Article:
The Grand Egyptian Museum is not only committed to preserving cultural heritage but also dedicated to sustainability. It proudly holds the distinction of being Egypt's first environmentally friendly green building, fostering social unity, economic growth, and environmental protection.
At the entrance of the Grand Egyptian Museum, visitors are greeted by a breathtaking wall adorned with hieroglyphs, honoring Egypt's legendary kings and queens. This grand institution is the world's largest archaeological museum solely dedicated to the Egyptian civilization.
Tailor-made to celebrate the grandeur of ancient Egypt, the museum stands as a global cultural icon. It boasts a striking exterior design featuring the iconic pyramid, with seven large pyramidal structures and numerous smaller pyramid designs adorning its façade.
The museum is set to house a remarkable collection, including all of Tutankhamun's artifacts, a total of over 5,000 items spread across 7,000 square meters.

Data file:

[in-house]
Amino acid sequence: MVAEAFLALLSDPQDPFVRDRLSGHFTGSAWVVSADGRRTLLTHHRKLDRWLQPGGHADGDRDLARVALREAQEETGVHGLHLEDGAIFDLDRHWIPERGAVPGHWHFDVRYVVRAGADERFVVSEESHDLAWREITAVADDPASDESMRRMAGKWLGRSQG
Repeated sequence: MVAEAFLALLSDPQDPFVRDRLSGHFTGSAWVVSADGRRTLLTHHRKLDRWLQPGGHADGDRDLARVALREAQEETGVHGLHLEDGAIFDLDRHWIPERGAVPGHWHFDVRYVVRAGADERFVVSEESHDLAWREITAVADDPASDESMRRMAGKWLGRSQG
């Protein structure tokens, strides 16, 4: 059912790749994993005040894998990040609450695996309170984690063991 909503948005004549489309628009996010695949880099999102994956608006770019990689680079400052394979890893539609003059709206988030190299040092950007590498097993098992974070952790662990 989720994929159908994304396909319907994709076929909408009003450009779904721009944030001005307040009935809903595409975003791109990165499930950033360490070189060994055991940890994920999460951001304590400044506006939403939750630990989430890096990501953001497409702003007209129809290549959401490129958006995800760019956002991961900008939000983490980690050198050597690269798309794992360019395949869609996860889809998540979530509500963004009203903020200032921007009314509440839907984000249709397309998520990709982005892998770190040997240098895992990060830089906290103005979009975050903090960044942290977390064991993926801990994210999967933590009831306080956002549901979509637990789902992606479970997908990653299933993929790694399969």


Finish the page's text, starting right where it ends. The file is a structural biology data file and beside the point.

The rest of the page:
Among the museum’s treasures are rare artifacts like a double statue of the deities Amun and Mut, King Ramses II's pink granite column, and Queen Hatshepsut's colossal granite statue. Notable inscriptions and murals from various ancient rulers adorn its walls.
The museum's architectural alignment with the Pyramids of Giza and its yearly sun phenomenon, mirroring Abu Simbel's alignment, showcase the precision of ancient Egyptian engineering.
Beyond its vast collection, the museum offers six main galleries housing over 100,000 Egyptian artifacts, as well as temporary exhibition halls, a children's museum, library, cinema, auditorium, conference center, retail shops, dining options, and extensive gardens and open spaces.
Notably, King Tutankhamun's scarf and the Khufu Solar Ship will find their home in the museum, which stands as the world's largest museum dedicated solely to the greatness of the Egyptian civilization.